• 4G : LTE 600(B71) / 700(B12) / 700(B28) / 800(B20) / 850(B5) / 850(B18) / 850(B19) / 900(B8) / 1500(B32) / 1700|2100(B4) / 1800(B3) / 1900(B2) / 2100(B1) / 2300(B40) / 2500(B41) / 2600(B7) / 2600(B38)
  • 5G : NSA N1/N3/N5/N7/N8/N20/N28/N38/N41/N71/N77/N78

In my case using T-Mobile's network, I have 5G service in some places and no 4G service of any kind. I also can't make voice calls because VoLTE is unavailable. Your scenario is going to be different, but it's not going to be great.

The same goes if you value having the best camera or if having the most current specs on the market matters to you. The Fairphone 4 doesn't boast either of these.

It's difficult to compare the Fairphone 4 to anything else on the market, and that goes for both the good and the bad.

But if you want a phone that's designed to still be used five years from now or one that you can change the display on yourself if you break it, you won't find another phone like the Fairphone 4. Finally, if you care about sustainability, ethically sourced materials, and better working conditions, then you should think about the Fairphone 4.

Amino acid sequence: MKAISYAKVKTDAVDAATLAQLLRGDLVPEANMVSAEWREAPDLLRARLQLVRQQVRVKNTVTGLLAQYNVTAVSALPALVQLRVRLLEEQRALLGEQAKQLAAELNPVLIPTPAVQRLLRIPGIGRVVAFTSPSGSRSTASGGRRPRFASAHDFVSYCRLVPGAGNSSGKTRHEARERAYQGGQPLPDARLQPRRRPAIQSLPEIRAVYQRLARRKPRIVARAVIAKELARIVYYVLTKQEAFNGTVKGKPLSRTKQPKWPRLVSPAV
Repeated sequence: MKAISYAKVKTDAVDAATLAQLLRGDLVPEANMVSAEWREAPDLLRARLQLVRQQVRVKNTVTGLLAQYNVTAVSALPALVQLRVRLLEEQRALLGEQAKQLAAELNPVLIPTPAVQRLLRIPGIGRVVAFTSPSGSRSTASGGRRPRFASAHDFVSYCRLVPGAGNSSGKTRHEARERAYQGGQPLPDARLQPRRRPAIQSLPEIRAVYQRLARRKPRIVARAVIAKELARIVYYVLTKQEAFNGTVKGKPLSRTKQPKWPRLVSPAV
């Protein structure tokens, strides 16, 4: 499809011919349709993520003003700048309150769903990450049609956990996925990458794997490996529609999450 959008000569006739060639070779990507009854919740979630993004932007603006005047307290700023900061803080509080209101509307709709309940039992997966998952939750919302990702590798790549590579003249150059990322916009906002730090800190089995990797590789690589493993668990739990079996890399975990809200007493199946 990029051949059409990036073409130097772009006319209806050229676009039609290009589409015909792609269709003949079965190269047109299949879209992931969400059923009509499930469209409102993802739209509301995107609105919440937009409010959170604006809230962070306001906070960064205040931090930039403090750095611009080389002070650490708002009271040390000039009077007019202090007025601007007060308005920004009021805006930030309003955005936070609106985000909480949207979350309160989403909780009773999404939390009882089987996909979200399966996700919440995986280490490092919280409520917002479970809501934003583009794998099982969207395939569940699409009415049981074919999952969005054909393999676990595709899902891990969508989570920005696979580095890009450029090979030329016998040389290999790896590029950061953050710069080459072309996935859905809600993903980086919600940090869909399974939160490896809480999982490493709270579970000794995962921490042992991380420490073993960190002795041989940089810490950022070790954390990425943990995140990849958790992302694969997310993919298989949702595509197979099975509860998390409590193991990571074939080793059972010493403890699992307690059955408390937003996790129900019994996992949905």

4 out of 5

The Fairphone is a nice phone and a change from the norm in all the good ways — as well as a few of the not-so-good ways. I am sure the company wants to sell enough products to stay in business, but I can't help but feel like profit isn't the company's end game as much as shaking up the industry is.

It's also a nice upgrade from the Fairphone 3, bringing meaningful features like water resistance and a better chip for better performance. To me, the good outweighs the bad, and I would recommend that anyone in the market for a new phone in Europe at least give it a second look.

Fairphone 4 Render

Fairphone 4

Bottom line: The Fairphone 4 doesn't boast the best specs or a unique design. But it does offer a few meaningful things you just can't get from any other phone maker.

Jerry Hildenbrand
Senior Editor — Google Ecosystem

Jerry is an amateur woodworker and struggling shade tree mechanic. There's nothing he can't take apart, but many things he can't reassemble. You'll find him writing and speaking his loud opinion on Android Central and occasionally on Twitter.